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NotPetya Ransomware Hackers Surface Asking $250K for Master Key, Decrypt Test File as Proof

In Archive, Hacking on July 6, 2017 at 1:22 PM


Lorenzo Franceschi-Bicchierai & Joseph Cox/Motherboard (1)(2):

In an unexpected twist on Tuesday, the hackers gave their first sign of life since the attack.

At 10:10 PM UTC, the hackers emptied the bitcoin wallet they were using to receive ransom payments, moving more than $10,000 to a different wallet. A few minutes earlier, the hackers also sent two small payments to the bitcoin wallets of Pastebin and DeepPaste, two websites that let people post text online and are sometimes used by hackers to make announcements.

At 9:23 PM UTC, and 9:20 PM UTC, around 11 minutes and 12 minutes before the hackers made the two donations, someone claiming to be behind NotPetya posted an announcement on DeepPaste and Pastebin.

The authors of the announcement asked for 100 bitcoin (roughly $256,000 at the time of writing) in exchange for the private key that supposedly decrypts any file encrypted with the NotPetya ransomware. Curiously, the authors didn’t provide a bitcoin address where to send the payment, but did publish a link to a dark web chatroom where people could contact them.

In an interview in the chatroom, someone purporting to be one of the hackers told Motherboard that the price was so high because it’s for the key “to decrypt all computers.”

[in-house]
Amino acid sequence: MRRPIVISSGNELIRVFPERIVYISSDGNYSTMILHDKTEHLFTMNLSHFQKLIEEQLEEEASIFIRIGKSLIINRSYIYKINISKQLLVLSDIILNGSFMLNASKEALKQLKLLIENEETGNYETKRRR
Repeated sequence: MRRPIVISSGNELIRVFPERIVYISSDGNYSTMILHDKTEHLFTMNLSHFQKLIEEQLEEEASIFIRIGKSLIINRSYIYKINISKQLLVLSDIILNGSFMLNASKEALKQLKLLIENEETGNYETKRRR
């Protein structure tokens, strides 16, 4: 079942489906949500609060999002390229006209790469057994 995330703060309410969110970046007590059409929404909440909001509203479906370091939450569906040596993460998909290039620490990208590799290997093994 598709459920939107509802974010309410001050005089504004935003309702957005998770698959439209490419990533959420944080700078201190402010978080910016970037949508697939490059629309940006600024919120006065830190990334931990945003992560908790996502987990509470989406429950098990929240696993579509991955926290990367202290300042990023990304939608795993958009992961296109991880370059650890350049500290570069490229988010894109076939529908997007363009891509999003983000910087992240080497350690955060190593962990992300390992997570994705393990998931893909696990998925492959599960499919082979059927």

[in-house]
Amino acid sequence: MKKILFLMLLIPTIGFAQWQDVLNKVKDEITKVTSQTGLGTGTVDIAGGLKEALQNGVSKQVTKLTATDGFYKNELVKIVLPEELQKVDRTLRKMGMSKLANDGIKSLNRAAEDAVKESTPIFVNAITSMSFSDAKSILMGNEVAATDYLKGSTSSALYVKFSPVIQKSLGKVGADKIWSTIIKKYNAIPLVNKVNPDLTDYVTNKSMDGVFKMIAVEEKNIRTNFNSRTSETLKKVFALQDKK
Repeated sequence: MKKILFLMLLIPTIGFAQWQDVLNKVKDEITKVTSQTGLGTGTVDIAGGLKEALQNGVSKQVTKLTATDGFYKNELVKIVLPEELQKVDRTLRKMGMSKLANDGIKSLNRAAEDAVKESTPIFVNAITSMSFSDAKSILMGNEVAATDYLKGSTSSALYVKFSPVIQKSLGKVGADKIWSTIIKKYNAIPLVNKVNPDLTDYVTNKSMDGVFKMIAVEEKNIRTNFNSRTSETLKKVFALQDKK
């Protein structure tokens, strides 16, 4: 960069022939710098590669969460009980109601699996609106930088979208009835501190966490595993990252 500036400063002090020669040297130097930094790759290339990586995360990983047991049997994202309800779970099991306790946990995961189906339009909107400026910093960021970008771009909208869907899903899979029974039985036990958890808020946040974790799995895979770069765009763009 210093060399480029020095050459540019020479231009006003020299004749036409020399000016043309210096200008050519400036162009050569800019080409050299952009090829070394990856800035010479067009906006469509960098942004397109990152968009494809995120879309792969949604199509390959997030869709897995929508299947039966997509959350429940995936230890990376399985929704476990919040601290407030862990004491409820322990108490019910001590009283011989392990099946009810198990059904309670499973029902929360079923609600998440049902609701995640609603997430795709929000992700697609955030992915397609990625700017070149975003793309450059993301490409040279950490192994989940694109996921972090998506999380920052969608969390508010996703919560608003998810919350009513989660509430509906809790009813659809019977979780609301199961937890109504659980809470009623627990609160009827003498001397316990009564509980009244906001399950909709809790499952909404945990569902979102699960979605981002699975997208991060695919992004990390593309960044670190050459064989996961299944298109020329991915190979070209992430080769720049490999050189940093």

“Are you interested in my offer?” they asked, offering to decrypt one file for free to prove they were legitimate. So we asked Anton Cherepanov, a researcher from cybersecurity company ESET, to send us a file encrypted with NotPetya. Cherepanov said he ran the malware on a virtual machine and sent us two files: a normal Word document containing information about Microsoft software, and the same file encrypted with NotPetya. The version of the file encrypted with NotPetya contained gibberish when opened in a word processor.

Around two hours after we provided the hackers with the encrypted file, they sent us the decrypted file, which matched the original, clean Word document.

This suggests the hackers do indeed have a key capable of unlocking files infected with NotPetya.

Both Cherepanov and Matthieu Suiche said that there are bugs in the ransomware that might prevent hackers from decrypting files larger than 1MB. (The file we sent the hackers was around 200KB.) Motherboard sent the hackers an additional file, but by that time the hackers had become unresponsive. Multiple other journalists noted on Twitter that the hackers did not respond to their questions.

Separately from this test, Cherepanov and a security researcher known as MalwareTech, both of whom have analyzed NotPetya, said that the hackers in the chatroom proved that they have access to NotPetya code. The hackers used the NotPetya private encryption key to sign the announcement they published on Pastebin and DeepPaste on Tuesday.

“They have key, so must be same people,” Cherepanov told Motherboard in an online chat.

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